Imatges de pÓgina


Anno 8. Gco. 11. mark, it is certain that Houses, Docks, Dock-yards, and

Magazines, are as necessary for the Support of our Navy as Ships of War; and it is as necessary to rebuild the former, when fallen to Decay, as it is necessary to rebuild the latter. To pretend that Ministers, by Directions from his Majesty, ought not to order a Dock, Dock-yard, or Admiralty-Office to be repaired or rebuilt, without having first laid the same before Parliament, seems to me very extraordinary ; it may be as well pretended, that they ought not to order a Man of War to be rebuilt or repaired, without first having laid the same before Parliament : In this respect the Sum can make no Difference ; it is the Nature of the Service only we are to regard, when we are to determine, whether it ought to be laid before Parliament before it be undertaken ; and furely no Man will say, but that his Majesty, or his Minsters by his Direction, may give Orders to rebuild a Man of War, or to repair or rebuild a publick Office, without having first laid the Affair before Parliament for their Approbation. I believe it will be granted, and if it were inquired into it would be found, that no Money has been laid out in this way, nor any House built, but what were absolutely necessary; and if there had been any Fallacy in the Accounts relating to that Expence, as they have been long upon the Table, it would certainly before now have been taken Notice of.

• Thus it must appear, Sir, that the Story we have been told of a Steward's running his Master in Debt, is no Way parallel to the present Cafe ; for this Nation has been run into no extraordinary Expence, but what had not only the Authority of Parliament before it was undertaken, but the Approbation of Parliament after it was laid out : And if any Debt has been contracted, if the Funds appropriated for the Service of the Year have proved at any Time deficient, or if any Services have been incurred which were not provided for by Parliament, those Deficiencies and those Services have been regularly laid before Parliament as soon as they could be brought into an Account : And it is very certain, if a Steward should run his Master into no Expence but what he had a previous Authority for, and should fairly and honestly lay before his Mafter every Year, or as often as it could poflibly be done, a full Account of the Debt he had contracted in the preceding Year, that Steward could deserve no Censure from his Master.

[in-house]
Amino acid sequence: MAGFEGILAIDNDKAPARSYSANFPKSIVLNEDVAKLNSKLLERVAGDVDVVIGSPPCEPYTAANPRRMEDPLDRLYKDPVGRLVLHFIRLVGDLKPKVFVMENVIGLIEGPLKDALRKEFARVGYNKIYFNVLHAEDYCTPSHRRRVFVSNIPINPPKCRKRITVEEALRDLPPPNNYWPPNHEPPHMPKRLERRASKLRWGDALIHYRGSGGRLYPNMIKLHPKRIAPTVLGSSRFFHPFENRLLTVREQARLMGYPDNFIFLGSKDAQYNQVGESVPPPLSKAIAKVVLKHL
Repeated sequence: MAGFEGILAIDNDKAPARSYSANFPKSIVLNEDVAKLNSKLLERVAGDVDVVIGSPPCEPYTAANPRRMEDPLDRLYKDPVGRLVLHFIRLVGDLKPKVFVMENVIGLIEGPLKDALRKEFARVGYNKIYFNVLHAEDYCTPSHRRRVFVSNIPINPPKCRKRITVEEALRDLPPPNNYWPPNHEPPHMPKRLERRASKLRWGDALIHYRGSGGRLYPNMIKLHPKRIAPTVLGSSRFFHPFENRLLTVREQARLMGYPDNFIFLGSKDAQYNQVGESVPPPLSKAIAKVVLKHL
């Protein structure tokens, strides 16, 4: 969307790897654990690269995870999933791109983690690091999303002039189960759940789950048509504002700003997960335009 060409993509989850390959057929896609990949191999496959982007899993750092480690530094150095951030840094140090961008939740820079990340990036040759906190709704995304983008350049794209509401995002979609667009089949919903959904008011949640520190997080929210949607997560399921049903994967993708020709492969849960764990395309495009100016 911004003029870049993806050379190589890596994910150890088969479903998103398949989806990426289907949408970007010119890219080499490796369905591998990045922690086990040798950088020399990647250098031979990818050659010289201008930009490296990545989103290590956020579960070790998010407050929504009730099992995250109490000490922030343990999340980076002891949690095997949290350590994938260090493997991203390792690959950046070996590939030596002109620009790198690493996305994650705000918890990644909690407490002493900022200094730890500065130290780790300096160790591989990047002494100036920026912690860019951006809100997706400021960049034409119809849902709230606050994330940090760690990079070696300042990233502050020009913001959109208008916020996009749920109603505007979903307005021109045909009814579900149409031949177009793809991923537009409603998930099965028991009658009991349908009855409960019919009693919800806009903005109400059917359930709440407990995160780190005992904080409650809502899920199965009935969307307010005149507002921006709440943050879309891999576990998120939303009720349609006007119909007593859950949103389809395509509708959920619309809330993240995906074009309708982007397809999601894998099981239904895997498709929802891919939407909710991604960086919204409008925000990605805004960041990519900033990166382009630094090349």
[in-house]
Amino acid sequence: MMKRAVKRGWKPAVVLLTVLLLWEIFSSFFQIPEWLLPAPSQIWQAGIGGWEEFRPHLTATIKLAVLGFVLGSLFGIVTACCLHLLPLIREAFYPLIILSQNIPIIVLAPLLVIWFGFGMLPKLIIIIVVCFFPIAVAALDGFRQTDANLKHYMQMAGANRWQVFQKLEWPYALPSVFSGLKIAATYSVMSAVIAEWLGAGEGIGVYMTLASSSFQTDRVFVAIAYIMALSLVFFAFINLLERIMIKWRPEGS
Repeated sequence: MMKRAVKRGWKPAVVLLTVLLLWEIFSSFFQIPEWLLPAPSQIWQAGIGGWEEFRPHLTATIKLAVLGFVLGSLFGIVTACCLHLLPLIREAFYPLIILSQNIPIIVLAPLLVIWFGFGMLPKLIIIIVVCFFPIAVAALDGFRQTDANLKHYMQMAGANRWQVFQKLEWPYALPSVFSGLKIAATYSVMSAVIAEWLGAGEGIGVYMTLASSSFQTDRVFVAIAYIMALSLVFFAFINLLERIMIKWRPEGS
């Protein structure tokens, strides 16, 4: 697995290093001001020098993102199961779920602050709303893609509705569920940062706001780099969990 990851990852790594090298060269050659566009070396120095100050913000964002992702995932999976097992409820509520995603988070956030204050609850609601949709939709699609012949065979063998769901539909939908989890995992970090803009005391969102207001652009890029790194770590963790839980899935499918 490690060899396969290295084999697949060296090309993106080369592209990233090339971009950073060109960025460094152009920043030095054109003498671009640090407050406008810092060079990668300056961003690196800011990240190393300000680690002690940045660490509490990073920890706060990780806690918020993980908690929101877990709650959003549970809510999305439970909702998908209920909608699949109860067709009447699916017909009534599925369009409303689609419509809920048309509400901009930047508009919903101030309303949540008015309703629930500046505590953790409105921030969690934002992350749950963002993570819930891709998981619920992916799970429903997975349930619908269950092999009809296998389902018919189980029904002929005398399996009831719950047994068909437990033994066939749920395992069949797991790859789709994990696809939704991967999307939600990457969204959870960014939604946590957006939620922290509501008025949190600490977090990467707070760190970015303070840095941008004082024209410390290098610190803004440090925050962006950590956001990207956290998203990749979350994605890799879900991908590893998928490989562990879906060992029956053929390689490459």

• Now, Sir, as the naming of a select Committee, to irquire into Accounts and Estimates, is a very extraordinary Method of Proceeding, a Method which has not been practised for many Years, and never was often practised, we mult fuppose it will give a general Alarm, and make People


imagine that some Frauds have been committed. This will Anno 8. Geo. II. of course throw a Reflection upon his Majesty's Government; and therefore I think we ought not to enter into any such Method without some very Itrong Reasons ; and as I can see no Reason for our entering into any such Method, as I can see no Good that can be expected from any such Method, as I am convinced it will do a great deal of Mischief, by raising Jealousies and Fears among his Majesty's Subjects, therefore I must be against the Motion.' To this it was replied by Mr Gybbon, Sir Joseph Jekyll, Mr Cybbon.

Sir Jos. Jekyll, Mr William Pulteney, and other Members as follows: Mr Pulteney.

Sir, . It is from the Knowledge I have of the History of this Nation in particular, and of Europe in general, that I am fo surprised, with respect to the small part of our publick Debts paid off, notwithstanding the Continuance of all our Taxes, and the vast Sums that have been raised every

Year; and the more I consider it, the less I can account for the unprofitable Use we have made of such a long Term of Peace. Bat I am ftill more surprised to hear any Gentleman fay, that all possible Methods have been pursued, either for diminishing the publick annual Expence, or the annual Intereft due to the Creditors of the Publick ; on the contrary I am convinced, that all possible Methods have been pursued for increasing the first, and no Opportunities have been embraced for reducing either the Principal or the Interest due to the Creditors of the Publick, but such as durft not be refused or neglected.